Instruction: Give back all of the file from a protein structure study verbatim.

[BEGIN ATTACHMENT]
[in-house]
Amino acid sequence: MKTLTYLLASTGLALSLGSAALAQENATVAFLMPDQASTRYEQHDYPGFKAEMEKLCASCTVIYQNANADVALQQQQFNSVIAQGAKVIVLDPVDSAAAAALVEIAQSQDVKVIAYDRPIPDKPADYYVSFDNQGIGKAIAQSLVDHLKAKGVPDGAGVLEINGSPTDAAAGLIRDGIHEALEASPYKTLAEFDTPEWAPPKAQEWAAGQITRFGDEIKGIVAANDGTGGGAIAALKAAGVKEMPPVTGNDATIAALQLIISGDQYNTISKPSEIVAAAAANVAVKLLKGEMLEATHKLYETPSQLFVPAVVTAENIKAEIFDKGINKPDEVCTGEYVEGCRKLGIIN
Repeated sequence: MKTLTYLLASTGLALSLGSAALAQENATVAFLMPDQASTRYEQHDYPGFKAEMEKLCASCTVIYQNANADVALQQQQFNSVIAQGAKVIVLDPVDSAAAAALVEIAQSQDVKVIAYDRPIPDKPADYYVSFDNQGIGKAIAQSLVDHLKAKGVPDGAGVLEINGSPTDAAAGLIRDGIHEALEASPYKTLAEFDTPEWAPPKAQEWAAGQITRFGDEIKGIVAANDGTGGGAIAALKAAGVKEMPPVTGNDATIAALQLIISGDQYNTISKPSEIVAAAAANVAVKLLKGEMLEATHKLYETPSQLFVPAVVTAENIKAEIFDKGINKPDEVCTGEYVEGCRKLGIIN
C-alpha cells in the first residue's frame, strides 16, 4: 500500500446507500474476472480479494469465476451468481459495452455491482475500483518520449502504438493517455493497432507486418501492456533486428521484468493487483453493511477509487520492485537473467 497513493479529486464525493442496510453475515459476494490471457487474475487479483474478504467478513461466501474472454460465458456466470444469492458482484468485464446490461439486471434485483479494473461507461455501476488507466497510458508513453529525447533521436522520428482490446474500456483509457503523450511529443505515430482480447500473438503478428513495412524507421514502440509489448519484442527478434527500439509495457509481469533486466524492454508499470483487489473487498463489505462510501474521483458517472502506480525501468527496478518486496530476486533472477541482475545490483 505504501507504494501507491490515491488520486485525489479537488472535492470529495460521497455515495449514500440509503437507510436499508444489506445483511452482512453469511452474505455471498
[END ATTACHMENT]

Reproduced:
[in-house]
Amino acid sequence: MKTLTYLLASTGLALSLGSAALAQENATVAFLMPDQASTRYEQHDYPGFKAEMEKLCASCTVIYQNANADVALQQQQFNSVIAQGAKVIVLDPVDSAAAAALVEIAQSQDVKVIAYDRPIPDKPADYYVSFDNQGIGKAIAQSLVDHLKAKGVPDGAGVLEINGSPTDAAAGLIRDGIHEALEASPYKTLAEFDTPEWAPPKAQEWAAGQITRFGDEIKGIVAANDGTGGGAIAALKAAGVKEMPPVTGNDATIAALQLIISGDQYNTISKPSEIVAAAAANVAVKLLKGEMLEATHKLYETPSQLFVPAVVTAENIKAEIFDKGINKPDEVCTGEYVEGCRKLGIIN
Repeated sequence: MKTLTYLLASTGLALSLGSAALAQENATVAFLMPDQASTRYEQHDYPGFKAEMEKLCASCTVIYQNANADVALQQQQFNSVIAQGAKVIVLDPVDSAAAAALVEIAQSQDVKVIAYDRPIPDKPADYYVSFDNQGIGKAIAQSLVDHLKAKGVPDGAGVLEINGSPTDAAAGLIRDGIHEALEASPYKTLAEFDTPEWAPPKAQEWAAGQITRFGDEIKGIVAANDGTGGGAIAALKAAGVKEMPPVTGNDATIAALQLIISGDQYNTISKPSEIVAAAAANVAVKLLKGEMLEATHKLYETPSQLFVPAVVTAENIKAEIFDKGINKPDEVCTGEYVEGCRKLGIIN
C-alpha cells in the first residue's frame, strides 16, 4: 500500500446507500474476472480479494469465476451468481459495452455491482475500483518520449502504438493517455493497432507486418501492456533486428521484468493487483453493511477509487520492485537473467 497513493479529486464525493442496510453475515459476494490471457487474475487479483474478504467478513461466501474472454460465458456466470444469492458482484468485464446490461439486471434485483479494473461507461455501476488507466497510458508513453529525447533521436522520428482490446474500456483509457503523450511529443505515430482480447500473438503478428513495412524507421514502440509489448519484442527478434527500439509495457509481469533486466524492454508499470483487489473487498463489505462510501474521483458517472502506480525501468527496478518486496530476486533472477541482475545490483 505504501507504494501507491490515491488520486485525489479537488472535492470529495460521497455515495449514500440509503437507510436499508444489506445483511452482512453469511452474505455471498